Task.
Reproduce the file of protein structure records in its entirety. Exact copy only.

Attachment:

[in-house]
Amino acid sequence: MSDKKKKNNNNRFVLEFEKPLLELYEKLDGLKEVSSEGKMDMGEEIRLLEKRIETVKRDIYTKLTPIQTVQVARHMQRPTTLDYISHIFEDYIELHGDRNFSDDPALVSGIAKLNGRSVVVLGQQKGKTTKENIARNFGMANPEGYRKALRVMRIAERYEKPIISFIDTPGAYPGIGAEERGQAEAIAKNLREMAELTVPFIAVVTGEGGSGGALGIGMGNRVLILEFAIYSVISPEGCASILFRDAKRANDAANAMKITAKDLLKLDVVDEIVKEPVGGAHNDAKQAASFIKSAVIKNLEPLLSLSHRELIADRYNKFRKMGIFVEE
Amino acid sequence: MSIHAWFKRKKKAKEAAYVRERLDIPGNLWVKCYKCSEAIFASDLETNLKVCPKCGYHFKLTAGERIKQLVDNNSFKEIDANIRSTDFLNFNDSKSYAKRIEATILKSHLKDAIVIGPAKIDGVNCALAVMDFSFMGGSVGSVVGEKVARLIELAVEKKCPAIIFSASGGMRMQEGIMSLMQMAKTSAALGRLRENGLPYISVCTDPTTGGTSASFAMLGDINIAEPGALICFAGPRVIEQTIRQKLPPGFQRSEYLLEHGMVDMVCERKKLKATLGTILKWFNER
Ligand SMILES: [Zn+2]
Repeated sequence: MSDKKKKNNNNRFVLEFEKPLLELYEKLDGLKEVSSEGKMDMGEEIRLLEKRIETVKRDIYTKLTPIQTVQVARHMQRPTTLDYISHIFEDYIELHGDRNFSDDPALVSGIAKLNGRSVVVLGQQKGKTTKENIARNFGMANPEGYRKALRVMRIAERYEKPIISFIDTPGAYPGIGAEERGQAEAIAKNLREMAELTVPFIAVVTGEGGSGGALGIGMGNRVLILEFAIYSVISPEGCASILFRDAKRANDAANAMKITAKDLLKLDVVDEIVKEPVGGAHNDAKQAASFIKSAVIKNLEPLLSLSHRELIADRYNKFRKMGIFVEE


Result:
[in-house]
Amino acid sequence: MSDKKKKNNNNRFVLEFEKPLLELYEKLDGLKEVSSEGKMDMGEEIRLLEKRIETVKRDIYTKLTPIQTVQVARHMQRPTTLDYISHIFEDYIELHGDRNFSDDPALVSGIAKLNGRSVVVLGQQKGKTTKENIARNFGMANPEGYRKALRVMRIAERYEKPIISFIDTPGAYPGIGAEERGQAEAIAKNLREMAELTVPFIAVVTGEGGSGGALGIGMGNRVLILEFAIYSVISPEGCASILFRDAKRANDAANAMKITAKDLLKLDVVDEIVKEPVGGAHNDAKQAASFIKSAVIKNLEPLLSLSHRELIADRYNKFRKMGIFVEE
Amino acid sequence: MSIHAWFKRKKKAKEAAYVRERLDIPGNLWVKCYKCSEAIFASDLETNLKVCPKCGYHFKLTAGERIKQLVDNNSFKEIDANIRSTDFLNFNDSKSYAKRIEATILKSHLKDAIVIGPAKIDGVNCALAVMDFSFMGGSVGSVVGEKVARLIELAVEKKCPAIIFSASGGMRMQEGIMSLMQMAKTSAALGRLRENGLPYISVCTDPTTGGTSASFAMLGDINIAEPGALICFAGPRVIEQTIRQKLPPGFQRSEYLLEHGMVDMVCERKKLKATLGTILKWFNER
Ligand SMILES: [Zn+2]
Repeated sequence: MSDKKKKNNNNRFVLEFEKPLLELYEKLDGLKEVSSEGKMDMGEEIRLLEKRIETVKRDIYTKLTPIQTVQVARHMQRPTTLDYISHIFEDYIELHGDRNFSDDPALVSGIAKLNGRSVVVLGQQKGKTTKENIARNFGMANPEGYRKALRVMRIAERYEKPIISFIDTPGAYPGIGAEERGQAEAIAKNLREMAELTVPFIAVVTGEGGSGGALGIGMGNRVLILEFAIYSVISPEGCASILFRDAKRANDAANAMKITAKDLLKLDVVDEIVKEPVGGAHNDAKQAASFIKSAVIKNLEPLLSLSHRELIADRYNKFRKMGIFVEE